A Noise Compatibility Program consists of measures to reduce areas that are not compatible with the level of aircraft noise that they are experiencing and to prevent the introduction of any new non-compatible land uses. Noise Compatibility Program measures fall into three categories: Noise Abatement Measures, including modified flight procedures, Land Use Measures, including residential sound insulation, and Program Implementation Measures. Compliance with NCP flight procedures is generally voluntary on the part of FAA Air Traffic Control and aircraft pilots.
Click here to view the Airport’s existing NCP.
Who has final approval of the Noise Exposure Maps and the Noise Compatibility Program?
Ultimately the FAA decides whether the new Noise Exposure Maps are compliant with Part 150. If a Noise Compatibility Program update or amendment is submitted, the FAA will approve or disapprove each of the recommended measures. The Authority has the ultimate responsibility for recommending the measures to be included in its Noise Compatibility Program rather than the project consultant or advisory committees.
How will the noise contours be developed for the Part 150 Study?
The noise contours on the Noise Exposure Maps will be generated by a computer modeling program (Airport Environmental Design Tool or “AEDT”), which is the modeling program prescribed by the FAA for noise studies. The input data for the AEDT includes a forecast of aircraft operations, on an annual average day, for each of the study years (broken down between day and night activity), runway utilization rates for aircraft types, flight track geometry for different aircraft types and other factors.
What do the decibel levels on the NEM noise contours represent?
The decibel levels represent the “Day-Night Average Sound Level”(“DNL” for short), which is a 24-hour average sound level, in decibels, for an annual average day of aircraft operations with a 10-decibel penalty attributed to nighttime operations (between 10 p.m. and 7 a.m.) The noise when aircraft are overhead is averaged with the times during the day when there is less or no aircraft noise, so the DNL level for a particular location is considerably lower than the highest decibel levels that might be heard at that location, or measured on a noise meter, during aircraft overflights.
Why is DNL used to develop noise contours rather than the sound level I hear when planes are overhead?
The FAA requires the Noise Exposure Map noise contours to be based on DNL, and for DNL to be used to assess land use compatibility. The advantage of DNL is that it reflects cumulative noise exposure and not just the noise level at a specific moment in time.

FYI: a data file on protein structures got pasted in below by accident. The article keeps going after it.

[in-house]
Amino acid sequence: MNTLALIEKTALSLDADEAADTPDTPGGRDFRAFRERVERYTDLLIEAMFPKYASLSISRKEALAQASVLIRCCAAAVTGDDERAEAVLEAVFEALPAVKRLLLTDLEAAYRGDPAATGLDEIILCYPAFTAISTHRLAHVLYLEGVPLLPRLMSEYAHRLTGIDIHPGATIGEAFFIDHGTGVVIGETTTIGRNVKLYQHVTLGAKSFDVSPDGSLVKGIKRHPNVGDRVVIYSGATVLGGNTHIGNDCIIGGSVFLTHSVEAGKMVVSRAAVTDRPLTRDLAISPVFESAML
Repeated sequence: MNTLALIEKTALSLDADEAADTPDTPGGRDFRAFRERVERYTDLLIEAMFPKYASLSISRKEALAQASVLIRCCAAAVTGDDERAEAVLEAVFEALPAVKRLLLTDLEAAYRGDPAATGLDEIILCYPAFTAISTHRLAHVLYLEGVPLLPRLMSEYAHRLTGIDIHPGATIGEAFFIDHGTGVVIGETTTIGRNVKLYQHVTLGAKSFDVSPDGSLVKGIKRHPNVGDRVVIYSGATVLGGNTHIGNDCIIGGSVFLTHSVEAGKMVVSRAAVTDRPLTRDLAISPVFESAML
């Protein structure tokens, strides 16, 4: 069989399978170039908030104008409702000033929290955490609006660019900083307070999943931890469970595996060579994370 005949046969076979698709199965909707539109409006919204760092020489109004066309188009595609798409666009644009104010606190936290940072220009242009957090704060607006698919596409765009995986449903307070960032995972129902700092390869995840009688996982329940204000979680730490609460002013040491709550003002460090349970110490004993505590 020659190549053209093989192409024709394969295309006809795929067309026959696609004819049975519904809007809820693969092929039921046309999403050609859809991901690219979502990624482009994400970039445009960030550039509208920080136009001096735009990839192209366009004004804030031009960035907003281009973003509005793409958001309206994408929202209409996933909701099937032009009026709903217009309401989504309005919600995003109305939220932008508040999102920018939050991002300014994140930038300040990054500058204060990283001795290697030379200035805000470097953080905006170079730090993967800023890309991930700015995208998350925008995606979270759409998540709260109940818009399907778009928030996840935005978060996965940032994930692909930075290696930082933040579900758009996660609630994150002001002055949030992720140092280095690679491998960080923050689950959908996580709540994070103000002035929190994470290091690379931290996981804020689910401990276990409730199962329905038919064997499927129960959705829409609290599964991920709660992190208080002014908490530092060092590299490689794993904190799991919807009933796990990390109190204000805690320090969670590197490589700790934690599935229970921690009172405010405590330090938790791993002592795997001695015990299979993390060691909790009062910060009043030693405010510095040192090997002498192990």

Does DNL take into account the time of day when noise occurs?
Yes. Each nighttime flight (from 10 p.m. to 7 a.m.) is assessed a penalty of 10 decibels. This is mathematically equivalent to counting a single nighttime flight the same as 10 identical day-time flights.
Does DNL take into account weather and topography?
Yes. A 30-year weather history is used to develop the new contours, so the contours reflect the effect of varying weather conditions on aircraft operations and on sound transmission. Topographic data is also used to model the noise experienced at different elevations around the Airport.
Will noise monitors be used to measure the noise at specific locations?
Measurements will be taken at six locations around the airport. Monitors will record noise measurements for approximately five days at each location. The monitoring results will be compared with the AEDT modeling calculations, will be shared with the Advisory Committees and will be posted on the project website.
Will the measurements from the noise monitors be used in developing the new Noise Exposure Maps for the Airport?
No. The FAA requires DNL contours to be developed through its computer modeling program rather than actual noise measurements. The input into the modeling program is far more comprehensive than could possibly be obtained from field measurements, and modeling is the only practical way of determining the noise that will be experienced at all of the geographic points that are represented in the noise contours. Noise modeling is also necessary to forecast the noise that is expected in the future, as required by Part 150. The FAA noise modeling program has been shown to accurately portray the results from measurements in the field.
Can homeowners arrange for their houses to be included in the noise measurements?
While the Authority understands homeowners wanting monitoring at their own houses, the selected sites will be at the approximate locations of the sites that were used in the original Part 150 study, making it possible to compare current results with the results from the previous monitoring.